Download PDF Here Live Encounters Poetry & Writing Volume Two Sept-October 2022.
Empty Houses, poems by Fred Johnston
Like blind men halted at the edge of a footpath
The light nailed shut at window-height.
Who murmurs from room to room in such profound des-
Olation? The ghosts are vacuumed out.
Let’s hear it for the wide-boys who carry the mark of the
Wrecking-ball on their forehead. Who have plans
This is the weather when dogs die in locked cars
Tarmac melts like ice-cream, beered-up swimmers drown
When doors are left open to the insect chitter of radios:
Grandmothers wear shorts discreetly in their walled gardens
Feeble flowers die off and refugees float cruciform face-down
Across the pixelated pages of red-top newspapers
There are temperature warnings and warnings of exposure
To sunlight. We are told what winds deliver the High pressure
And how long we might reasonably expect it to stay:
Warned of cancers hibernating in our lucent Northern skin
Too much wine drunk in the sun brings migraine-level pain
This is what it must be like in Syria, Saudi, or Gaza
Tabloid photographers aim for money-shots of girls in bikinis
Laid out like dead dolls in public parks. Or Royals in see-through
Skirts. Hotter here today than in Riyadh. Hotter than Fuengirola
The elderly are particularly vulnerable to this kind of weather
And very young children left in shut cars. Sun-block sales are up.
Very cold drinks can be dangerous. Stay cool.
Fiesta At The Spanish Arch
Our age can’t survive their youth for long
Safer back in the car, you tell me
And I can’t say you’re entirely wrong
And from the lowered windows we
Watch the fire-eaters and the drummers
Everyone glowing in the dark, the epitome
Of not giving a damn. Cans of beer
And the too-long legs of girls in shorts
No need for music, it’s all rhythm here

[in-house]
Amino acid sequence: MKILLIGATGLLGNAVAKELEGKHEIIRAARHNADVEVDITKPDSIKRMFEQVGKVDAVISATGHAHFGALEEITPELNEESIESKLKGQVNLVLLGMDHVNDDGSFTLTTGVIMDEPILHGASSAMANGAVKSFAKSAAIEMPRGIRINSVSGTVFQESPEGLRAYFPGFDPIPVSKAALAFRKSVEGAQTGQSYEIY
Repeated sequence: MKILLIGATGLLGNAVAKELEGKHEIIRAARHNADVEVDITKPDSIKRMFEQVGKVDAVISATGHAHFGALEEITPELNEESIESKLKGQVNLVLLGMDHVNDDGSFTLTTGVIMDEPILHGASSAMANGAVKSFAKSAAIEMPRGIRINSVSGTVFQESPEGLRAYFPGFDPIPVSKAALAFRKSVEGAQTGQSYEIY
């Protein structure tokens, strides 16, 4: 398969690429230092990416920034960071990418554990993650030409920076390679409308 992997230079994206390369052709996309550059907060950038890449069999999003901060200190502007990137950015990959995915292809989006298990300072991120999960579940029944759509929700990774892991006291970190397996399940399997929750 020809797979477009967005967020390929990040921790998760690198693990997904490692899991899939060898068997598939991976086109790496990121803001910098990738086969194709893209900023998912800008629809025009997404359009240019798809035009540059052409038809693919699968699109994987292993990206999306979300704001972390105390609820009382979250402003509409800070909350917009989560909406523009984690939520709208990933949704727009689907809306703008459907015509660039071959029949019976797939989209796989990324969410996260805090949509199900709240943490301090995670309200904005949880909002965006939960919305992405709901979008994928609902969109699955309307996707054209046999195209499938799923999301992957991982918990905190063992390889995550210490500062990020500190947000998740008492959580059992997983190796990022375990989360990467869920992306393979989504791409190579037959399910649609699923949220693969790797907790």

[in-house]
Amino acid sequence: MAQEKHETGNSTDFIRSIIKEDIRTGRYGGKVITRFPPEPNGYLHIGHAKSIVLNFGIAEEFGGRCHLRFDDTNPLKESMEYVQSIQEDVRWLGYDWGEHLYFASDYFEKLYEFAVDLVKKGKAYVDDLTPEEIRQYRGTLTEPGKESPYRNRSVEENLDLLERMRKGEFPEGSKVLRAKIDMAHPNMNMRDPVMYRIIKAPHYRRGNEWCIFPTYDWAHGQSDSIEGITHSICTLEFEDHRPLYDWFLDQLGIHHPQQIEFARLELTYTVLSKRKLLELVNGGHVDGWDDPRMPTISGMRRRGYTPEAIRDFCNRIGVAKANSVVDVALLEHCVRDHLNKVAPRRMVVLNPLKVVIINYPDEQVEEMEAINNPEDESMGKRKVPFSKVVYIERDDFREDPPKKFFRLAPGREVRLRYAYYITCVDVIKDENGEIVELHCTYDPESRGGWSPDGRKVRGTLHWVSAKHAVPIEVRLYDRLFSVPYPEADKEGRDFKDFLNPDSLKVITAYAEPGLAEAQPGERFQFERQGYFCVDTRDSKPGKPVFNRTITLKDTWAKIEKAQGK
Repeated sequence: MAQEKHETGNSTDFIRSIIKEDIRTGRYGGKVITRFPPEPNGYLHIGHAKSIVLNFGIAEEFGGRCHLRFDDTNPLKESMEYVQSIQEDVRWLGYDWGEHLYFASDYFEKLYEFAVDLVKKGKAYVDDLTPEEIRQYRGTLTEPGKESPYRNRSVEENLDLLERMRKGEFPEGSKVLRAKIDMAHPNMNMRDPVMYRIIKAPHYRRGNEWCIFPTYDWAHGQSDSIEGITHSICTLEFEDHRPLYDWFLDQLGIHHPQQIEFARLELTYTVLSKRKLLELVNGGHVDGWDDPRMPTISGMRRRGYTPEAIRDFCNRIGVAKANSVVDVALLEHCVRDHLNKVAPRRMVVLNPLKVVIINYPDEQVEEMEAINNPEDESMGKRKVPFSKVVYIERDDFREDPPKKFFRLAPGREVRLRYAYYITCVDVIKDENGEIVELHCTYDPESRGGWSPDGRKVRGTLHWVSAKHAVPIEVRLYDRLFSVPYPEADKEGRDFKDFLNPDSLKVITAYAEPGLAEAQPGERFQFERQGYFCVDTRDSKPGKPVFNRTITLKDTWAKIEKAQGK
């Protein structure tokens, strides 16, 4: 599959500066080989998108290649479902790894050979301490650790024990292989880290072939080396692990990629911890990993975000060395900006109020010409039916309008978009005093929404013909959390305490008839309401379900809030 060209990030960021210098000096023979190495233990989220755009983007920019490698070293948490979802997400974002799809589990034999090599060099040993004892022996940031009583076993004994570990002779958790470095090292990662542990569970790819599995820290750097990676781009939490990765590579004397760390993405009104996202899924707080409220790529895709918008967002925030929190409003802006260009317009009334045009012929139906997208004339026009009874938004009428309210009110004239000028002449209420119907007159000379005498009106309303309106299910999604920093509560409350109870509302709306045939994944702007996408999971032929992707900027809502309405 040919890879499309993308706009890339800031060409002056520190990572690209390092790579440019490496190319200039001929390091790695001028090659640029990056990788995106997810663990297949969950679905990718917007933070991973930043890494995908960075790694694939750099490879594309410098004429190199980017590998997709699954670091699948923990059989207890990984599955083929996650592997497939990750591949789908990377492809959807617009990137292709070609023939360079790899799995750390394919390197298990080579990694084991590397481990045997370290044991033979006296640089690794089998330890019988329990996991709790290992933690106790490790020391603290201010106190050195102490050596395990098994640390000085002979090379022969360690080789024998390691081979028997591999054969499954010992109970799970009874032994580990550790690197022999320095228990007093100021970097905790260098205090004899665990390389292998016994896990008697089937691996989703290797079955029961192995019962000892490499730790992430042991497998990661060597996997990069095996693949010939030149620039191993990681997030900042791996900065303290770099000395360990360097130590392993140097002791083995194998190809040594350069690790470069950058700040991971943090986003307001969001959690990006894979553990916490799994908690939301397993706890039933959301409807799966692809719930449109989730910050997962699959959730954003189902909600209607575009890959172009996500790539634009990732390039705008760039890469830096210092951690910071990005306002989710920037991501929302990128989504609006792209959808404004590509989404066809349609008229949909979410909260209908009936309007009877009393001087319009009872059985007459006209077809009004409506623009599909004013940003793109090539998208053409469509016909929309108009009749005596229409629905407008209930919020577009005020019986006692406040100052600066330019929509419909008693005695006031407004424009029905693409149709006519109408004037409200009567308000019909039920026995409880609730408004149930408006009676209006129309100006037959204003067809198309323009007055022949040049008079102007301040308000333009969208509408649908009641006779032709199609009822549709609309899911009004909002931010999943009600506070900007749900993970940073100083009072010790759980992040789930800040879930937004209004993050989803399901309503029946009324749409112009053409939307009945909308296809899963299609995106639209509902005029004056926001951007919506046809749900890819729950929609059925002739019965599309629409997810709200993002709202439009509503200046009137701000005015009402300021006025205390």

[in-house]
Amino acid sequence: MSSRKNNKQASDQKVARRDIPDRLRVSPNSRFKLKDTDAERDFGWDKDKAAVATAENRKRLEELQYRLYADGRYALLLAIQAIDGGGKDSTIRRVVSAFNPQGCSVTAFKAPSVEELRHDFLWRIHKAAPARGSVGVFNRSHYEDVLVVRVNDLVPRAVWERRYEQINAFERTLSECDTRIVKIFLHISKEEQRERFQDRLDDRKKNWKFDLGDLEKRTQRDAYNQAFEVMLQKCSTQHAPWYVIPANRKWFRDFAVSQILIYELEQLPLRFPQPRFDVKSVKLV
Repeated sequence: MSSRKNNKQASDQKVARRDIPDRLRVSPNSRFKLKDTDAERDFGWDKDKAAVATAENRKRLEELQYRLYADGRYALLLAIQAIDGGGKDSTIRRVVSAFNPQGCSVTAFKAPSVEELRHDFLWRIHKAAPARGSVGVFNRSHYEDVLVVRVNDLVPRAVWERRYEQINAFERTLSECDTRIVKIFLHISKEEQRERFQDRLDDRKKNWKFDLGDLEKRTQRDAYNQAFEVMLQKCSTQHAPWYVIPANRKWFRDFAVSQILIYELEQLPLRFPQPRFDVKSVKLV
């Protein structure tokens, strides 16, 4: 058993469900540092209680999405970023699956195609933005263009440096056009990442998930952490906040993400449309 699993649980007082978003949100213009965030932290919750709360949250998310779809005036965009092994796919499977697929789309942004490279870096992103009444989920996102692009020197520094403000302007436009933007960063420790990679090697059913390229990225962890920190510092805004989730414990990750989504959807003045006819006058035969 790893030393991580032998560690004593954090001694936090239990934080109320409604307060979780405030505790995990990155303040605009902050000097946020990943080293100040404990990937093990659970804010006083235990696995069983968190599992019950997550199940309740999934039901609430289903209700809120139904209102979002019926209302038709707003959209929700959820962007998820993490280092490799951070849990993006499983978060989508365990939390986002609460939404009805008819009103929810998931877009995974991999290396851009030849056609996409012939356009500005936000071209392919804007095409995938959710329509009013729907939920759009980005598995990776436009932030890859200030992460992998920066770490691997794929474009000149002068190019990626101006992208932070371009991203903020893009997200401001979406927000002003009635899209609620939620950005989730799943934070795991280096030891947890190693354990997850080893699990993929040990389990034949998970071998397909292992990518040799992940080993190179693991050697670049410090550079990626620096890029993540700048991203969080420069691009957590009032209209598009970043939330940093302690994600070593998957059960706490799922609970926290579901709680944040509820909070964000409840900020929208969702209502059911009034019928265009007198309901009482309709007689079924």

Patchouli nights – do you remember?
Say you remember, say you identify
Say you’d toke one just to get back there
Say something translated from the heart
It doesn’t matter to me what it is
I just want to hear you pull the words apart
Coloured stars, explosions in the air
Constellations rearranging themselves
Someone’s dog howling somewhere –
How can we just sit here while they dance
Two perverts in the dark, or two cops
We’re invisible to them, even if they glance
Our way, which they won’t. We’re not real
Anymore, we’ve passed real, insubstantial,
Things of the air. How do you like them apples?
Mummified Remains Of Woman Found In Armchair
Sound is luminous
And its absence is what we mean by dark
I sat here while the dust
Accumulated on the desk I had lived by
The book fell
From my fingers, the cigarette blinked shut
There was nothing left
To hear. So I no longer listened.
Quick I dry out and shape
A pose, quick I am a strange small hyphen
Modest to the last
Presentable, so who comes will say
She dressed so well –
Scraffing their way through my letters
And bills, they’ll smell
Ordinary under-attended tasks, a private
Dessication, the dryness
Of me, though they’ll say I made them laugh
And even now I have a sort
Of smile, though it could do with fattening –
O where were any of you
While I sat here to read myself dead?
© Fred Johnston
Born in Belfast in 1951, Fred Johnston has published nine collections of poetry, his most recent is ‘Rogue States,’ (Salmon Poetry 2019.) Co-founded the Irish Writers’ Co-operative in the ‘Seventies with Neil Jordan and Peter Sheridan and the annual CUIRT literature festival in Galway in 1986. In 2004, he was appointed writer-in-residence to the Princess Grace Irish Library at Monaco. He has written and published poetry in French and received a Prix de l’Ambassade in 2002. Two collections of short stories have been published, one in French, and three novels. Recent poetry has appeared in The Guardian, The Spectator, The New Statesman, The Irish Times, STAND, The Financial Times among other publications. He lives in Galway, Ireland.